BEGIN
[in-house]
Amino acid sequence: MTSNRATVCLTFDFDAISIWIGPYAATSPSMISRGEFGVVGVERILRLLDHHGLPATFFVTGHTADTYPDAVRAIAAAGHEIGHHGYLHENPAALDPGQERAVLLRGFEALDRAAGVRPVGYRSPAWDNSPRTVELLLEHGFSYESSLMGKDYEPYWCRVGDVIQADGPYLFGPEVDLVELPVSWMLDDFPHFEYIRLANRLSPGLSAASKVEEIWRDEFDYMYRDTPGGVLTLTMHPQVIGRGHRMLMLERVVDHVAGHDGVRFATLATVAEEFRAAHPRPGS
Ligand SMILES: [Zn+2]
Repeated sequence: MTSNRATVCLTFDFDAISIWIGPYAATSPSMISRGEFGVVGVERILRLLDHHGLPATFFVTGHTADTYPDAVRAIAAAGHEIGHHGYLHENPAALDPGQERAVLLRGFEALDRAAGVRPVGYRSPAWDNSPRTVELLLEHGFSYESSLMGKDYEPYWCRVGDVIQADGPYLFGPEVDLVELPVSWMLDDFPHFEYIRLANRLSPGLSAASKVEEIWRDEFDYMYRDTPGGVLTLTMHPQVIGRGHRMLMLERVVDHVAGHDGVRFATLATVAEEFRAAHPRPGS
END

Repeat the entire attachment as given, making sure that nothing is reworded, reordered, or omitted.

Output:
[in-house]
Amino acid sequence: MTSNRATVCLTFDFDAISIWIGPYAATSPSMISRGEFGVVGVERILRLLDHHGLPATFFVTGHTADTYPDAVRAIAAAGHEIGHHGYLHENPAALDPGQERAVLLRGFEALDRAAGVRPVGYRSPAWDNSPRTVELLLEHGFSYESSLMGKDYEPYWCRVGDVIQADGPYLFGPEVDLVELPVSWMLDDFPHFEYIRLANRLSPGLSAASKVEEIWRDEFDYMYRDTPGGVLTLTMHPQVIGRGHRMLMLERVVDHVAGHDGVRFATLATVAEEFRAAHPRPGS
Ligand SMILES: [Zn+2]
Repeated sequence: MTSNRATVCLTFDFDAISIWIGPYAATSPSMISRGEFGVVGVERILRLLDHHGLPATFFVTGHTADTYPDAVRAIAAAGHEIGHHGYLHENPAALDPGQERAVLLRGFEALDRAAGVRPVGYRSPAWDNSPRTVELLLEHGFSYESSLMGKDYEPYWCRVGDVIQADGPYLFGPEVDLVELPVSWMLDDFPHFEYIRLANRLSPGLSAASKVEEIWRDEFDYMYRDTPGGVLTLTMHPQVIGRGHRMLMLERVVDHVAGHDGVRFATLATVAEEFRAAHPRPGS